A coalition of over two dozen organizations, lead by Open the Government and including the National Coalition Against Censorship, is calling for Congressional leaders to remove a provision in the Intelligence Authorization Act for Fiscal Year 2020 that would dramatically expand the existing federal crime of disclosing the identity of intelligence operatives. The provision, requested by the Central Intelligence Agency, would expand the definition of “covert agent” in such a way that would unreasonably criminalize disclosure of current and retired operatives’ identities.
As Open the Government explains, current law prohibits disclosing the identities of intelligence employees who serve or have served abroad within the previous five-year period. But the CIA’s proposal would expand the provision, making it a crime to disclose the identity of agents regardless of whether they ever served overseas, and apply this broad prohibition indefinitely.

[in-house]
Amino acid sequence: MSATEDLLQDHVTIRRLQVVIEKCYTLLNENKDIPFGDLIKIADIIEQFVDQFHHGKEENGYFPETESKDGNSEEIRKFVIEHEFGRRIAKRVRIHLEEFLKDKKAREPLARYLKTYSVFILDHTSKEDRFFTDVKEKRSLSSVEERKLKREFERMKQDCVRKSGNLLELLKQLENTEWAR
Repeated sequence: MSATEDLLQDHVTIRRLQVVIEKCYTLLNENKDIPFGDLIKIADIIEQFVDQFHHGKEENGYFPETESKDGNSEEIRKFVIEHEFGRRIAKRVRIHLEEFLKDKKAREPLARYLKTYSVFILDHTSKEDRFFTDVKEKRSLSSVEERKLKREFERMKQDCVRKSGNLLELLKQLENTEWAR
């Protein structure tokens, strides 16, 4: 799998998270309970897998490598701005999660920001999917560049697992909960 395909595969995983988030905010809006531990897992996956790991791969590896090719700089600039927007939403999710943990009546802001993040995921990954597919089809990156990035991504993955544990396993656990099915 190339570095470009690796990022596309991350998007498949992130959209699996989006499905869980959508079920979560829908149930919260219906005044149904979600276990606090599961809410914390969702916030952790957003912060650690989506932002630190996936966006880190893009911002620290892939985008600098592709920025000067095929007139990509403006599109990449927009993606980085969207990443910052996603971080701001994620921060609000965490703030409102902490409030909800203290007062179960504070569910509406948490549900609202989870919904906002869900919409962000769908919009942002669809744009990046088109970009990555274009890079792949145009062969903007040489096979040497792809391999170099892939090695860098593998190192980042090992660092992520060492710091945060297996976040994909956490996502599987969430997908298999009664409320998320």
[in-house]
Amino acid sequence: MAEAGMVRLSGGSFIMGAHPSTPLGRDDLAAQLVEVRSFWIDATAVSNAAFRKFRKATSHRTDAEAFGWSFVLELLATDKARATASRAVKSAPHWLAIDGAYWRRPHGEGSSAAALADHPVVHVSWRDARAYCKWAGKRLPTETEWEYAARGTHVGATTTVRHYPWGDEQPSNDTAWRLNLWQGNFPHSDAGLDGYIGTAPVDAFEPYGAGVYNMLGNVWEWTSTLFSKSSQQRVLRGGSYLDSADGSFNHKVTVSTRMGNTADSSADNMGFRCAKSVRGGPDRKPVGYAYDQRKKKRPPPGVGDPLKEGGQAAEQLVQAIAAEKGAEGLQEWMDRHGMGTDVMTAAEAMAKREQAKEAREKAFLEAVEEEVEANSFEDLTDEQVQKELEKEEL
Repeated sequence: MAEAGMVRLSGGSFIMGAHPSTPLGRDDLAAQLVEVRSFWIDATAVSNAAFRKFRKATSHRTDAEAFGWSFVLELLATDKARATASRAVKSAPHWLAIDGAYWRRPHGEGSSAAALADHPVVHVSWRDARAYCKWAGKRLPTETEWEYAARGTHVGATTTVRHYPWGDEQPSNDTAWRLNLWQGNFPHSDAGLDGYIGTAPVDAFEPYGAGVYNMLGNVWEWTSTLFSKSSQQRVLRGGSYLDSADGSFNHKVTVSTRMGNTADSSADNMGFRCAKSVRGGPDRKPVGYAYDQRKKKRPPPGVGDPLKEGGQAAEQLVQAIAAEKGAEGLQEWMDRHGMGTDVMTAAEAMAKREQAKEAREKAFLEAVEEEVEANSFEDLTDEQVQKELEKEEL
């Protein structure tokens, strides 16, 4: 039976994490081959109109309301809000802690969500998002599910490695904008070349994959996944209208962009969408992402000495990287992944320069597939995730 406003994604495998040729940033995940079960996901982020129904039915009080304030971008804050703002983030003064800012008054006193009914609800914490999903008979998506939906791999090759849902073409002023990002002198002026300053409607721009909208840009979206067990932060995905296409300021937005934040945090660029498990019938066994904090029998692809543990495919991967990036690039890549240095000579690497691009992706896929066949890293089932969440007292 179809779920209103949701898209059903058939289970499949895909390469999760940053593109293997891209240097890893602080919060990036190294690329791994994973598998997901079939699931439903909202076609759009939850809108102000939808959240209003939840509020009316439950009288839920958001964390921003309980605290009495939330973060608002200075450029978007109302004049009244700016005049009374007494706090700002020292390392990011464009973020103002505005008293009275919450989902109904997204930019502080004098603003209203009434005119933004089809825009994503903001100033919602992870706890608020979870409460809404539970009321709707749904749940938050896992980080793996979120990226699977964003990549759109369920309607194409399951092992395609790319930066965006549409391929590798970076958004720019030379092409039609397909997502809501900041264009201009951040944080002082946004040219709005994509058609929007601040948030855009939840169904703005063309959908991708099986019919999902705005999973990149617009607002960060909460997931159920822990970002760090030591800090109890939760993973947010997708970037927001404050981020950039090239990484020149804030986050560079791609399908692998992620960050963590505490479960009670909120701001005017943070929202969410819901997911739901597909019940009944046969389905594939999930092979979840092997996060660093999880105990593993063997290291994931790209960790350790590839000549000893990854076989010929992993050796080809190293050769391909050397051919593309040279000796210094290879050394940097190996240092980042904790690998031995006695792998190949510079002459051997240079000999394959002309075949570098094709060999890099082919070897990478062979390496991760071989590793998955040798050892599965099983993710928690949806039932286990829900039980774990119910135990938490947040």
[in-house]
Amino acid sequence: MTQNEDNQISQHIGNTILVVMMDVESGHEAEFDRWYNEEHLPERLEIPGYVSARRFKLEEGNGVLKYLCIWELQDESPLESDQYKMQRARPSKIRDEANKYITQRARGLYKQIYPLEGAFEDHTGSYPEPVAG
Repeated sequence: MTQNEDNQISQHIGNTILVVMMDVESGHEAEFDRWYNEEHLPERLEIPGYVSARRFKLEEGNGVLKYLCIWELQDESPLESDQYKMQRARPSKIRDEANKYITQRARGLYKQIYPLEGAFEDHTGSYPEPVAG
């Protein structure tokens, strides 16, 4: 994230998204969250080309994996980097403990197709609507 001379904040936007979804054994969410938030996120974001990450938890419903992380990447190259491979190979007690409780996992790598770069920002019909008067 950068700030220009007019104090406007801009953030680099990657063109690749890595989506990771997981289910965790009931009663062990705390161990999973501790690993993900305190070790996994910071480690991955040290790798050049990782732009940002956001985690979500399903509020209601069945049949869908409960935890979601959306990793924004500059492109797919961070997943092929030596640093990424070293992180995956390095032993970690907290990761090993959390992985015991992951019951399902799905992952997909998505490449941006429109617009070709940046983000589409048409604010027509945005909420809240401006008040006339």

The provision, which is Section 305 in H.R. 3494 and S. 1589 (S. 1589 has also been added to S. 1790, the National Defense Authorization Act), would permit the prosecution of reporters or any other person who discloses the identity of a current or retired operative, regardless of whether the disclosure is necessary to reveal government misconduct or threats to the intelligence agencies themselves.
This provision would impede congressional oversight of the intelligence community, weaken accountability, hinder public access to information and create a major chilling effect on journalists and public interest organizations.
Read the full letter here or below.